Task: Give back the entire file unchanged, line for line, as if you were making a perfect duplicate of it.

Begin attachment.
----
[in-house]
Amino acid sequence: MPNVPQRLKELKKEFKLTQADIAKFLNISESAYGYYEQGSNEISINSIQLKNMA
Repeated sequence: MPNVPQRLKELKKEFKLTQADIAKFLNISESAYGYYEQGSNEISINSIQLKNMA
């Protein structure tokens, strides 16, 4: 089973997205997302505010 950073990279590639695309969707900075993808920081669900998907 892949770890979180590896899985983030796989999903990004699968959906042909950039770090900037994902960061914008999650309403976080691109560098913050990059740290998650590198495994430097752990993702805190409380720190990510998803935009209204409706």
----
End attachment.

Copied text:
[in-house]
Amino acid sequence: MPNVPQRLKELKKEFKLTQADIAKFLNISESAYGYYEQGSNEISINSIQLKNMA
Repeated sequence: MPNVPQRLKELKKEFKLTQADIAKFLNISESAYGYYEQGSNEISINSIQLKNMA
């Protein structure tokens, strides 16, 4: 089973997205997302505010 950073990279590639695309969707900075993808920081669900998907 892949770890979180590896899985983030796989999903990004699968959906042909950039770090900037994902960061914008999650309403976080691109560098913050990059740290998650590198495994430097752990993702805190409380720190990510998803935009209204409706």